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For decades, Greek life has been promoted as a successful way for college students to come and work together as a group while also making long-lasting friendships and connections. However, as society changed and became more accepting of diverse people, Greek life has stayed behind – stuck in their previous mindsets.

Unfortunately, an easily overlooked issue is that most Greek life communities don’t give acceptance to LGBTQ+ students. LGBTQ+ students are not allowed in Greek life parties with their friends, and they are typically also not given their own form of Greek community to attach themselves to.

It is very easy for those in the LGBTQ+ community to feel left out of the opportunities Greek life can provide. One of the most common pieces of advice given to students going into college is to find a community in Greek life and allow themselves to be vulnerable within it. How are people in the LGBTQ+ community supposed to join a community that is against their beliefs and can be heavily dangerous to their safety?

In today’s society, college campuses should be promoting and creating Greek life communities for all individuals despite their sexual or gender identities. This all proves how extremely easy it is for a college to proclaim support for LGBTQ+ students while not providing them realistic and important resources.

LGBTQ+ students need a sense of community and connection more than most students on campus because we have never been offered that opportunity on a silver platter like how other students have. LGBTQ+ students should be given a Greek community that allows them to use any form of self-expression that makes them feel comfortable.

College is a time in young adult’s lives where they find their group of people and explore their identity. Now more than ever, we should question the amount of discrimination there is in Greek life toward minority students and how ignored and shunned they force diverse students to be in relation to their community. 

LGBTQ+ students should be allowed to go into parties with their friends, and the idea that only women are allowed into a party is a massive stab at sexism, ignorance and abuse of power that certain fraternities have. 

In the past, many transgender students were not allowed into fraternity houses associated with the University of Nevada, Reno. Even though the current issues with Greek life aren’t limited to our campus, we could be one of the first colleges to successfully break the ice and rebel against the sexism, homophobia and transphobia current Greek communities enforce.

Our university openly stated their support for the LGBTQ+ community while supplying resources for its students in forms of clubs and centers, but they also allow exclusions for LGBTQ+ students in other associations they promote and partner.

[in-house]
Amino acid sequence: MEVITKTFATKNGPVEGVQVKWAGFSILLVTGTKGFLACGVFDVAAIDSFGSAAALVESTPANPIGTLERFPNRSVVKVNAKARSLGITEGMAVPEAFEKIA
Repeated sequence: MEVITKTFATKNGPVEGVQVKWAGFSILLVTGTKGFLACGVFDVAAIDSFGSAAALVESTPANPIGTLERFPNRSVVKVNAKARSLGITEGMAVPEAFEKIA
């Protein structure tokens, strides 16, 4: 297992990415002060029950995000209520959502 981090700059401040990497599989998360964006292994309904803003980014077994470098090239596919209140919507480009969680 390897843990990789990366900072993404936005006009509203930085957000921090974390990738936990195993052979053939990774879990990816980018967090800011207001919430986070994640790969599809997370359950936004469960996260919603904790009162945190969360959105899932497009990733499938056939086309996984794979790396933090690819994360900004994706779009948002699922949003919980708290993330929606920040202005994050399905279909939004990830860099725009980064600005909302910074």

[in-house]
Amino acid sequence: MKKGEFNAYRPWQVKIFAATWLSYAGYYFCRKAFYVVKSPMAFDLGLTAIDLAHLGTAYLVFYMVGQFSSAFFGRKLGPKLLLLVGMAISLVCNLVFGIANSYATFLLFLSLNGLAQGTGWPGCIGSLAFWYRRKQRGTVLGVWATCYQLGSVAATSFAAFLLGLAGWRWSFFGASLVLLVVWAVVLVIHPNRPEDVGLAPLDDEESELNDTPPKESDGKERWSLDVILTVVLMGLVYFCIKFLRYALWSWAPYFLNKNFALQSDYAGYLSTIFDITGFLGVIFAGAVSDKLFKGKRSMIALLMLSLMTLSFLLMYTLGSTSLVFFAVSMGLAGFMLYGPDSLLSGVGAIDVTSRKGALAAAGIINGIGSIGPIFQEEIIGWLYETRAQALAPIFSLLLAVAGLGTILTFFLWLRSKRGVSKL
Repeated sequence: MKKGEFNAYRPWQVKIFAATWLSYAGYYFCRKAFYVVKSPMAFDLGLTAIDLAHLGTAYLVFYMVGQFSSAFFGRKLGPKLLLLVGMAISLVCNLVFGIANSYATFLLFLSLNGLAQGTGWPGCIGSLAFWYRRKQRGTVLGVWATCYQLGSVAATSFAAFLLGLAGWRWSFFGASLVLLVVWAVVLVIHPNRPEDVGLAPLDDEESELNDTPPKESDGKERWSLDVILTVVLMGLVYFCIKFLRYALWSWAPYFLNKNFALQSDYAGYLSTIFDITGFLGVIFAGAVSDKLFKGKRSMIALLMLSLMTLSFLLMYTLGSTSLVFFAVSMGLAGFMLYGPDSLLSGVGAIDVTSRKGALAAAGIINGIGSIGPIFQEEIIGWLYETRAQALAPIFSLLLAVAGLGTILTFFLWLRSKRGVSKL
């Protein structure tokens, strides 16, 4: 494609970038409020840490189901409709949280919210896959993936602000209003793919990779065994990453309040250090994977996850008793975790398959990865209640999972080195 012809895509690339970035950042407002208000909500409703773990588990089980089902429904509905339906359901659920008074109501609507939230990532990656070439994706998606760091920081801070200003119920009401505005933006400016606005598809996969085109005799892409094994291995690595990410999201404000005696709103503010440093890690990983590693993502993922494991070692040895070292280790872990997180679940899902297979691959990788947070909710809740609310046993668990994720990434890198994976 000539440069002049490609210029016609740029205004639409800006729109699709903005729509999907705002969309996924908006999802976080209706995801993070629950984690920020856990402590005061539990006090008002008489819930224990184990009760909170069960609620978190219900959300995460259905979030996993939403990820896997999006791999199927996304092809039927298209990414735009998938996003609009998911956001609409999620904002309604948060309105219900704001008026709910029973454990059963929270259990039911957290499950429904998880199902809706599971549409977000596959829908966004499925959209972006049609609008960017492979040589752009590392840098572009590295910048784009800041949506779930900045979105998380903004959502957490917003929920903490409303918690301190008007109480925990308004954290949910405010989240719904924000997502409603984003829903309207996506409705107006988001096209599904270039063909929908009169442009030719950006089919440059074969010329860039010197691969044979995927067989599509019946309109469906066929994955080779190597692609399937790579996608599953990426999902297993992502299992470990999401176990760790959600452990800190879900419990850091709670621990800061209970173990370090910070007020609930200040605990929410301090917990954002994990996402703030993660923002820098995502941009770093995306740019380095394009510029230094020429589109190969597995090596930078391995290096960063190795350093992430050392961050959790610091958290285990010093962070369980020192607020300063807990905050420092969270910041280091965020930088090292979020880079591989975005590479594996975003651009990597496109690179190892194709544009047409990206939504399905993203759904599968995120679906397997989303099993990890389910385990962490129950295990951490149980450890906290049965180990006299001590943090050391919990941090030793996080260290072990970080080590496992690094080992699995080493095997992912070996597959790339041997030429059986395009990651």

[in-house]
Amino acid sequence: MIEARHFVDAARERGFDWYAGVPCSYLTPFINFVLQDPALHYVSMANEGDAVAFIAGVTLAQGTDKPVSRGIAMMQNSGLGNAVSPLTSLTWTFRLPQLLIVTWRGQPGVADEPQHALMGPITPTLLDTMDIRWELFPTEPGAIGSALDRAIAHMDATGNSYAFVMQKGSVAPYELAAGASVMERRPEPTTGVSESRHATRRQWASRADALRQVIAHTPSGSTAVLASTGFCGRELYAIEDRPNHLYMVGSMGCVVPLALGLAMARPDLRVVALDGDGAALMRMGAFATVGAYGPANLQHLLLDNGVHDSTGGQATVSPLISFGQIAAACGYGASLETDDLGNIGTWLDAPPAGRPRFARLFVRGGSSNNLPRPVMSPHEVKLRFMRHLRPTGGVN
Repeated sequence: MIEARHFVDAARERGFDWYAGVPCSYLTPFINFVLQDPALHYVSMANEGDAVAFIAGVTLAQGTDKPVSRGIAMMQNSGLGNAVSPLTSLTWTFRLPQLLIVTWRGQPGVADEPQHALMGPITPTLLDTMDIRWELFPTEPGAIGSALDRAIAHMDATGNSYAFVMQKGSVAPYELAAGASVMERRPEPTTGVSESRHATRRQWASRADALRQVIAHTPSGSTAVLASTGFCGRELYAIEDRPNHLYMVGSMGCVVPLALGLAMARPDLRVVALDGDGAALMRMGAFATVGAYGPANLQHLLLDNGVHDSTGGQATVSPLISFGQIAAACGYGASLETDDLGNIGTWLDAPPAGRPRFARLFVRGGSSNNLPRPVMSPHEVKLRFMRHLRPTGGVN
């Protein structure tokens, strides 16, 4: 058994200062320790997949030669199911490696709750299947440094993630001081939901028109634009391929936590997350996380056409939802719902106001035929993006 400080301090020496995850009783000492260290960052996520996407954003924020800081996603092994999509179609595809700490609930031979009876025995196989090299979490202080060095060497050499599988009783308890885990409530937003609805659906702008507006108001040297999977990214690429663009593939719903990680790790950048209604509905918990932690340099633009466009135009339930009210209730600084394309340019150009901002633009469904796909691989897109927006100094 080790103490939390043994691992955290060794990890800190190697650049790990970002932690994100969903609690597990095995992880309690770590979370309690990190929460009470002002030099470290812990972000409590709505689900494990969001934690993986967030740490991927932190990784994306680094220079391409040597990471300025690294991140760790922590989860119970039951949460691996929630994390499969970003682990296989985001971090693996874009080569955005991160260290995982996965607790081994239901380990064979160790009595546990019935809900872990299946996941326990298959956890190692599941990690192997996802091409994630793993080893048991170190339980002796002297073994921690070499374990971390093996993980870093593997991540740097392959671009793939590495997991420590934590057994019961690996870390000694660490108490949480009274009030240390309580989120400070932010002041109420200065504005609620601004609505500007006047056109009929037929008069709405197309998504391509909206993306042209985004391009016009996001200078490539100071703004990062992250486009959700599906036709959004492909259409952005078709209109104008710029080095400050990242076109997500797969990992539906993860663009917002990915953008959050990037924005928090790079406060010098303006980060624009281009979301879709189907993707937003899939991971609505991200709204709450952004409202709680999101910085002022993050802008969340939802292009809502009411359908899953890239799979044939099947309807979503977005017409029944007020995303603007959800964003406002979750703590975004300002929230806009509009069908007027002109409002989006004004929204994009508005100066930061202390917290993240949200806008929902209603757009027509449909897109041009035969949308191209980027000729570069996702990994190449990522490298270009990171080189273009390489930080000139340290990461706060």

You would think that in 2022, this would not be a discussion to have. That’s why we need to push and make sure we get the inclusive community we all deserve.

Gabe Kanae can be reached at or via Twitter @NevadaSagebrush.

Gabe Kanae

Gabriel "Gabe" Kanae (he/they), a University of Nevada, Reno sophomore, evolved from a young video game enthusiast to a dynamic creator. Launching into the creative world with YouTube at 13, Gabe now weaves his narratives through analog photography, film, and the written word, from opinion pieces to poetry and novels. His recent ventures include the introspective album "Kanachrome" and the poetic collection "Three Letter Lovers," showcasing his multifaceted artistry and profound impact on contemporary storytelling.

One Comment

  • Zach Briggs says:

    Sure, in the past these organizations have disregarded the LGBTQ community. But your take is tone deaf, shows a lack of research, and is not really a true or accurate take on UNR specific greek life. Although I do not participate, I know of many LGBTQ students who are in fact part of greek organizations and loved and respected. The acceptance has opened up over the past 15 years and many of these organizations have released statements of acceptance and advised chapters to broaden their horizons. Your take on parties is also wrong. Parties are for people that pay into the organization and/or are friends of people in the organization. Why let in people that haven’t contributed money, or have helped pay for the party? You sound like you’ve got a personal vendetta against greek parties. Try contributing cash, making friends in these organizations, and then asking for an invite. But you won’t try, because you’ve got such a large personal bias against the system you are unwilling to separate yourself from your opinions and take an objective and unbiased look.

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